RE: Dangers of peak oil

From: Glenn Morton <glennmorton@entouch.net>
Date: Tue May 18 2004 - 22:51:03 EDT

We interupt this program for the Quote for the day. The Wall Street
Journal is a bit overly pessimistic also:

        "Through most of the 20th century, the major petroleum companies
focused on exploring for oil and natural gas. But the age of 'elephant'
strikes is over. There has been just one great find in the past 30
years: the 1999 discovery of Kashagan, a field off Kazakhstan in the
Caspian Sea. Today, the oil fields in the Western oil majors'
traditional strongholds--Alaska, the North Sea, and Texas--are in
decline. Most of the world's untapped reserves are in the hands of
state-owned oil companies in the Middle East.
        "The relative dry spell has left the majors--Exxon Mobil Corp.
BP, Royal Dutch/Shell Group, France's Total SA and ChevronTexaco
Corp.--under intense pressure to replace the reserves they use up, and
to increase their profits. Even though they still hunt for new oil,
their focus has shifted to 'high-grading' : selling tired fields or
entire operations and replacing them with riskier but more profitable
ventures."
        "This emphasis on shifting around existing pools of oil and gas
poses a problem: It does little or nothing to increase the world's
overall petroleum stockpile. With U.S. oil prices hitting a record high
of $41.55 a barrel yesterday on the New York Mercantile Exchange amid
war worries and soaring demand, concerns are mounting about the
industry's ability to ensure supply keeps up with consumption.
        "The world isn't about to run out of oil. But oil consumption is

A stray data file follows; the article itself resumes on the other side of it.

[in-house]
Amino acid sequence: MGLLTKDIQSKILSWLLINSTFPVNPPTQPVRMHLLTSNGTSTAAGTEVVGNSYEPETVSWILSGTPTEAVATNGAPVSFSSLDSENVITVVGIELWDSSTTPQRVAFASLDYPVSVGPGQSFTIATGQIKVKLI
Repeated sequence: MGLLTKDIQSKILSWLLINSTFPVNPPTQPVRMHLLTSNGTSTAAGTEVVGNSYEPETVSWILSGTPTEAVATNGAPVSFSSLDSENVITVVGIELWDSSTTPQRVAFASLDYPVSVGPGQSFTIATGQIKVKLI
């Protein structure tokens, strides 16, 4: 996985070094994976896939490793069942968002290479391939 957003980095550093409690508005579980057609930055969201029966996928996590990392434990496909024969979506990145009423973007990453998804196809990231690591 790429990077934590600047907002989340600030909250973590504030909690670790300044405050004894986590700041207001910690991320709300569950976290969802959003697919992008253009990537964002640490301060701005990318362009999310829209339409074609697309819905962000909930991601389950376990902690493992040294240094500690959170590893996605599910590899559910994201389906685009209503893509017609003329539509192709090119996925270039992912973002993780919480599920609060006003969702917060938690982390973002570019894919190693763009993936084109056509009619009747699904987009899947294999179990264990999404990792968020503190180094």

outpacing the industry's discovery of new reserves. At 40.6 years of
consumption covered by proven oil reserves in the ground in 2002, the
most recent year tracked, according to the BP Statistical Review, an
industry-data bible. That was down from 44.7 years in 1989." Bhushan
Bahree, "As Fresh Prospects Dry Up, Petroleum Industry strikes Deals."
Wall Street Journal, May 18, 2002, p. A1

Kashagan has about as much recoverable oil as Prudhoe Bay.

I might mention that even though we have 40 years of consumption covered
by reserves, it doesn't mean that we will get that oil out at the
production rate we need. As oil fields get old, the rate the oil comes
up the borehole gets smaller and smaller. This is because the pressure
in a new field is high and in an old field it is low. Pressure
differentials are what drive the oil up the wellbore. It takes lots
longer to get the 2nd half of the oil than it does the first half. One
thing is clear: We will be producing oil at the end of this century; we
just won't be producing it at a fast enough rate.

But of course, those outside the industry, like dentists, know more
about how we will create energy than those who actually work in the
industry. We who work in the industry are universally dummies and can't
see our way to the bathroom. Thus disregard this notice of doom and
gloom. We now return to the regular programming: Rebecca of Sunnybrook
farm.
Received on Tue May 18 22:52:14 2004

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